As an International performer and young entrepreneur, Adrian Ravelo (NYC) has graced dance floors from ths US to Europe; commencing his DJ experience in 1999, and making it his profession in 2003. Rock, Jazz, Spanish music and Hip hop have influenced Ravelo as an electronic music artist, allowing him to create a unique sound that will tickle your mind in ways warm and tantalizing ways.

Ravelo’s individual sound is best described as an atmospheric blend of rich, soulful, moody, deep/tech house with highlights of Jazz, Latin, Disco, and funk elements. Colorful melodies, deep bass lines, and stinging percussion are managed seamlessly together to create a unique blend of music that will appeal to all who can hold a rhythm. Ravelo has toured from New York City through San Francisco, Miami, Puerto Rico, Vegas, Dubai, Scandinavia and other territories bringing in his groovy, moody touch of house to not only substantial dance floors but to more intimate venues as well.

When Ravelo is not in the studio or grooving with people on the floor, fans and supporters can find him on his brand new program: “SoundPark” on Pulse Radio.Net

Connect with Adrian Ravelo:
Soundcloud: @soundparkmusic

Where are you from and what are your musical upbringings?

I have a Latin background. Both of my parents are Cuban although I was still born here in the States.  Even at a young age, I seemed to have always gravitated to electronic music in some shape or form. I would love to tell you that I’m classically trained pianist that scores films and writes records for a living but that’s not the case. My older brother always had pretty amazing equipment floating around the house so I would take advantage of that. I would play music that I liked and didn’t like but was at the very least always learning. I guess I was extremely fortunate to have that kind of access to real equipment so early.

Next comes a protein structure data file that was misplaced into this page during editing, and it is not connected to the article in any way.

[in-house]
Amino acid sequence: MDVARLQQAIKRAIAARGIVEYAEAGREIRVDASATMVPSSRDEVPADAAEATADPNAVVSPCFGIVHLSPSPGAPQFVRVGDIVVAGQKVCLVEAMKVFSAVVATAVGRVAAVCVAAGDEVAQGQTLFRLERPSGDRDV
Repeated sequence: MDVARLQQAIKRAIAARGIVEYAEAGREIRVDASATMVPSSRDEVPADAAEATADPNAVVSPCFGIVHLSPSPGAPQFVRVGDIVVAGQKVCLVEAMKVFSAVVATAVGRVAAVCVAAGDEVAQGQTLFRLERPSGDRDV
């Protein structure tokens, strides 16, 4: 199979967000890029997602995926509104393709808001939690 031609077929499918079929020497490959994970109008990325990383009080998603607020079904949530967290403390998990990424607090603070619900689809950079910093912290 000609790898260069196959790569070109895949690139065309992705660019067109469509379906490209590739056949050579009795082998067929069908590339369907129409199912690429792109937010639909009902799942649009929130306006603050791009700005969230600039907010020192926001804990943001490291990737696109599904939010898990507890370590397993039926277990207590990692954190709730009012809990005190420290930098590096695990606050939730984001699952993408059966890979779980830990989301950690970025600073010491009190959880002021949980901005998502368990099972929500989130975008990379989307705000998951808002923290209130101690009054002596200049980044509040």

Can you tell us how you got mixed up in this crazy world of electronic music?

The crazy journey really started when I was about 16. That’s when I decided that I was going to take music seriously and knew one way or another I wanted to be involved in it. It was around 2002 that I started a monthly radio show over a shoutcast stream called Frisky Radio. I spent the better part of 10 years with them and was lucky enough to continue to grow and evolve over that time. It gave me a platform and I got to play the music I loved. I actually ended up playing more from traveling then I did locally during that time. I was more interested in how the rest of the industry functioned over trying to put myself in a situation to play out every weekend.  It sounds a little backwards… and it was. I had my first bout doing A&R work at 17. I played my first international gig at 21. I must have only played a handful of venues before that realistically. It felt pretty unconventional to be honest.

Can you tell us a little about the city you live in now and the scene there?

Right now I currently live in beautiful Brooklyn, New York! The scene here is absolutely incredible! I’m a firm advocate of suggesting that we are in a second renaissance of sorts here in New York. You are never short of events to check out. There are usually 3 to 4 legitimate options for you when you decide you want to go out. That’s pretty incredible. New York is in a great place right now. Everything seems to feel like it has its place. There is nothing more amazing then seeing the movers and shakers playing nice with one another.  It’s rejuvenating and allows for some real magic to happen.

New York is one of the leading cities in dance music right now? What is it about this city and the quality of music that comes here on a constant basis?